by Enrique Ramírez, Ennomotive

There is a type of innovation whose goal is to adapt the existing product to make it viable in developing countries. This is called ‘Frugal Innovation’ or ‘Frugal Engineering’.

To accomplish this, the complexity of the product is reduced. It becomes more affordable, simplifying functionalities, materials and even the manufacturing process. There some well-known examples such as Tata Nano, a $1500 vehicles that went to market in India, or the One Laptop Per Child project, that reduced the laptop cost down to $100.

Here is the case carried out by Fundación ICAI para el Desarrollo and our open innovation platform, ennomotive. Every year we try to launch at least one or two projects to help low-budget foundations, universities or companies. In the past, we have organized challenges like monitoring systems for lead batteries for Acciona Microenergía and the development of craft-manufacturing tubes for the UPM Racing Team.

This year we have completed a social project to develop a water distribution solution in the Wampis community, in the Amazonian forest in Peru.

It is easy to assume that everybody has access to drinkable water, but in reality, there are many places in the world where it is very difficult to access it. These places are normally remote or there a serious lack of natural resources.

This is the case of the Wampis community in Peru. The challenge stems from the project carried out in the Amazonian community of Villa Gonzalo, located north of the Amazon department, next to the Santiago River.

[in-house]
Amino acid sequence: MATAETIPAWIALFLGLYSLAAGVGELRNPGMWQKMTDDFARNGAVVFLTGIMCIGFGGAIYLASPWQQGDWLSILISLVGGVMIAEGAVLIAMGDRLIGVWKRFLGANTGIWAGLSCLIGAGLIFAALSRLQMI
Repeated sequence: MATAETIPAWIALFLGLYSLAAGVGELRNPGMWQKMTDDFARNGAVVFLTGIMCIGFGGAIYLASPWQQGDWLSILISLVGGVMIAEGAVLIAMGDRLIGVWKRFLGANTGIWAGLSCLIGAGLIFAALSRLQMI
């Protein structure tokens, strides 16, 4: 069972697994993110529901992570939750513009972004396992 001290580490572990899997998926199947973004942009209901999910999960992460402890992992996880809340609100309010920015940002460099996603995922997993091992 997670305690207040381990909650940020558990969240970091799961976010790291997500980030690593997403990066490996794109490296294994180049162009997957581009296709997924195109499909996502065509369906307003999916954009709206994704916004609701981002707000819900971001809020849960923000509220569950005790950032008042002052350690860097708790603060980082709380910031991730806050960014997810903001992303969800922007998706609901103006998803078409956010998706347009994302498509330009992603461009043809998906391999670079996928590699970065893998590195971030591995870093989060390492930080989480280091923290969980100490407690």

In this little town, there are 850 people organized in 150 families. They are from the Wampis culture, a Peruvian folk that has always lived in the forest.

This town’s situation was not exactly the best, especially when it comes to accessing drinkable water. Before this project started, the members of this community pften used contaminated water which was not suitable for human consumption.

To solve this issue, the foundation talked to the community authorities and agreed that the best possible solution was rainwater harvesting since it is a simple, quick and low-cost option.

However, besides the construction of the harvesting systems and tanks, there was another key point that makes the project viable: the distribution of water among the members of the community.

Once the foundation identified the need to create a fair water distribution system, they talked to the engineering platform ennomotive to launch a collaborative challenge to find a suitable solution that solved this problem.

This challenge was joined by 55 engineers from different countries like Australia, Chile, Argentina, Korea, Iran, United Kingdom, Romania, Belgium, Norway, Denmark. The problem had to be solved according to the context of the project: it had to be affordable, easy to implement and made with local materials.

A crowdsourcing engineering success story with a social goal.
After two months, the winning solution was selected. Amir Shahar, an Israeli engineer living in Denmark submitted the best project and now this Peruvian community can distribute water fairly among them.